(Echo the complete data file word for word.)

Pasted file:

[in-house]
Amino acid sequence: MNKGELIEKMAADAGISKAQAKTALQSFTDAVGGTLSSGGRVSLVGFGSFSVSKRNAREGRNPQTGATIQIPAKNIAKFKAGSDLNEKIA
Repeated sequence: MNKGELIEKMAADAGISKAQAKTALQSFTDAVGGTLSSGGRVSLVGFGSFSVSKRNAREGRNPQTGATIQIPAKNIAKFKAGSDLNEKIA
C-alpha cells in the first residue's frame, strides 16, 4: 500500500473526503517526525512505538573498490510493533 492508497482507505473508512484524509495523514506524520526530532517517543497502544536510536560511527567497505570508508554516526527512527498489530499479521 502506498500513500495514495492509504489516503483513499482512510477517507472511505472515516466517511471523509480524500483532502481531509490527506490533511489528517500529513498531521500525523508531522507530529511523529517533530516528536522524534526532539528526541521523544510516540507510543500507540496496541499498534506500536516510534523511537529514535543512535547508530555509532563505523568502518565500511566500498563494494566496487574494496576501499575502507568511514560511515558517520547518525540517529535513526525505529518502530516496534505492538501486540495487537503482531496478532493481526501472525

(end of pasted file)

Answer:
[in-house]
Amino acid sequence: MNKGELIEKMAADAGISKAQAKTALQSFTDAVGGTLSSGGRVSLVGFGSFSVSKRNAREGRNPQTGATIQIPAKNIAKFKAGSDLNEKIA
Repeated sequence: MNKGELIEKMAADAGISKAQAKTALQSFTDAVGGTLSSGGRVSLVGFGSFSVSKRNAREGRNPQTGATIQIPAKNIAKFKAGSDLNEKIA
C-alpha cells in the first residue's frame, strides 16, 4: 500500500473526503517526525512505538573498490510493533 492508497482507505473508512484524509495523514506524520526530532517517543497502544536510536560511527567497505570508508554516526527512527498489530499479521 502506498500513500495514495492509504489516503483513499482512510477517507472511505472515516466517511471523509480524500483532502481531509490527506490533511489528517500529513498531521500525523508531522507530529511523529517533530516528536522524534526532539528526541521523544510516540507510543500507540496496541499498534506500536516510534523511537529514535543512535547508530555509532563505523568502518565500511566500498563494494566496487574494496576501499575502507568511514560511515558517520547518525540517529535513526525505529518502530516496534505492538501486540495487537503482531496478532493481526501472525